September 29, 2009

A Tattooed Deportee

This afternoon, I ventured downtown to meet Jose Carlos for an interview. We met at his brother’s office, where there was an empty room quiet enough to do the interview. We sat down, I told him about the project, and Jose Carlos agreed to tell me his story.

Jose Carlos went to the United States as a preschooler. He lived with his father for one year in Los Angeles, and then moved to live with his mother in Houston a year later. Jose Carlos and his mother both had temporary permits to live in the US and arrived via airplane. In Houston, Jose Carlos went to Kindergarten through eighth grade in Southwest Houston, a primarily black and Latino community. When he went to high school, his family moved to North Houston, to a whiter, more affluent community.

In North Houston, Jose Carlos had a diverse group of friends, mostly Asian and Latino. He finished high school, but began getting into trouble while he was in high school. He was picked up by the police for small amounts of marijuana on one occasion and for riding in a stolen car on another occasion. He told me he didn’t join any gangs, but enjoyed going out and having fun, and that this got him into trouble.

Jose Carlos is good at drawing, and became a tattoo artist. He was able to make a decent living with that. Since he was working for himself, Jose Carlos didn’t think to renew his work visa when it expired.

One evening, shortly after he turned 21, Jose Carlos left a party with his girlfriend. He had been drinking, yet decided to drive home. He got into an accident, and was sentenced to six months in the county jail. When he was released from the county jail, immigration agents came to pick him up, and he went to immigration detention.

In immigration detention, Jose Carlos planned to fight his deportation case. He had been in the US for eighteen years. He was 22, and had been there since he was four. His parents are both legal permanent residents, and he thought he would have a case. However, to win, he needed a lawyer. And, Jose Carlos didn’t have the money – nearly $10,000 – that the lawyer wanted. So, in 2005, Jose Carlos agreed to be deported to the country he left when he was four years old.

Although Jose Carlos had few ties in Guatemala, he did have a brother in Guatemala City who had come back from the US of his own accord a few years before. He also had cousins and other family members who helped him find a place and a job.

Jose Carlos got a job delivering boxes, and then a job at a bar where his English skills were an asset. After a few months in the capital, he headed to Panajachel – a prime tourist destination in Guatemala. There, with his English skills, he was able to find work in a bar and did okay for himself. He traveled around Guatemala a bit, getting to know the country that he now calls home.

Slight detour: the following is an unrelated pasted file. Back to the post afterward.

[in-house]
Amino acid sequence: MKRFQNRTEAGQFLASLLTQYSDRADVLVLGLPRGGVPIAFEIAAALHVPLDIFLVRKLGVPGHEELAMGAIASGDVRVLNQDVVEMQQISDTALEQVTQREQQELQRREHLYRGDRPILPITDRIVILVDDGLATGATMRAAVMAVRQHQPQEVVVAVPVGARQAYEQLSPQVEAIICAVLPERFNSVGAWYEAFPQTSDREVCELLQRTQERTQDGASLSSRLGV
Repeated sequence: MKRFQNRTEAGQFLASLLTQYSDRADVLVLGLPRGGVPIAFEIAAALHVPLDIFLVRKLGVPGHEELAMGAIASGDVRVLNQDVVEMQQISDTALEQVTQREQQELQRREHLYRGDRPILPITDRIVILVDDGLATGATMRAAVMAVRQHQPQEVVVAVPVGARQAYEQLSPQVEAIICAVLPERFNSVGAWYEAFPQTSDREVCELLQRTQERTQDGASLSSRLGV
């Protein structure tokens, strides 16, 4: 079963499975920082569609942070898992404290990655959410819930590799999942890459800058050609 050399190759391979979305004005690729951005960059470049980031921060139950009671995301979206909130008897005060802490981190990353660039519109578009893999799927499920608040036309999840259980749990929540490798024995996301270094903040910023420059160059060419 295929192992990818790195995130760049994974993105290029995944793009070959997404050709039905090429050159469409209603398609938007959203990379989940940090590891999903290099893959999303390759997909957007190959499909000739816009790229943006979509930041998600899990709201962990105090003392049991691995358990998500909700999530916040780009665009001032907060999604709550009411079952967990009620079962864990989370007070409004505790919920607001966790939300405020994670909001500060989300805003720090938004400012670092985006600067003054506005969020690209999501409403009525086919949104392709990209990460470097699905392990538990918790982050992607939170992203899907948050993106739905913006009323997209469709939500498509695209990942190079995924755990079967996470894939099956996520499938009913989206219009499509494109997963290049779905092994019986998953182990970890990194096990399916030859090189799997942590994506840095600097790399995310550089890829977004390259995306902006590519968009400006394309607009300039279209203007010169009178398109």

At the moment, Jose Carlos is back in Guatemala City, where he works in a call center. He makes about US $500 a week, answering calls for a major US company. It’s enough to pay the bills down here, but not enough to have the lifestyle he had in the US.

Jose Carlos told me he is happy to be back in Guatemala. He has been back for four years, and doesn’t wish to go back to the US. He recalls people in the US being materialistic and superfluous, and having a sense of entitlement that you don’t find in Guatemala. I asked him for an example. He pointed out that, in Guatemala, you can see a man picking his nose with his fingers on the bus, not caring what others might think. Or, people hanging out the door of a bus. “Here,” he said, “you can do what you want, and nobody gives a fuck.”

I asked Jose Carlos how people treat him here. Looking at him, it is fairly obvious that he grew up in the US – his demeanor, his clothes, his walk, and his tattoos give it away. With his urban gear and tattoos, Guatemalans are likely to presume he is a gangbanger. He told me that the police stop him here for no reason. When they do, he shows them his national ID, his work ID, and tells them he is coming home from work. They frisk him, and then let him go. He is okay with that. He admits he has more rights in the US – that the police wouldn’t kill him there, although they could here. But, so long as he stays on the right side of the law, he thinks he will be okay.

I asked him how other Guatemalans see him, does he cover up his tattoos? He told me he used to, but that he doesn’t any more. People are often scared of him, but he says he can’t do anything about that. Women clutch their purses; people cross the street. They see his tattoos and presume he is a bad person. He says his tattoos provide him with a certain level of protection in what can be a dangerous city. People are scared of him.

Jose Carlos is 26 years old and has his life ahead of him. He wants to travel around Latin America. He should be able to do this with his tattooing skills, but needs to get the money together to buy all of the equipment he will need. Returning to Guatemala was definitely a life-changing experience for Jose Carlos. As for what the future holds, only time will tell.

No comments:

Post a Comment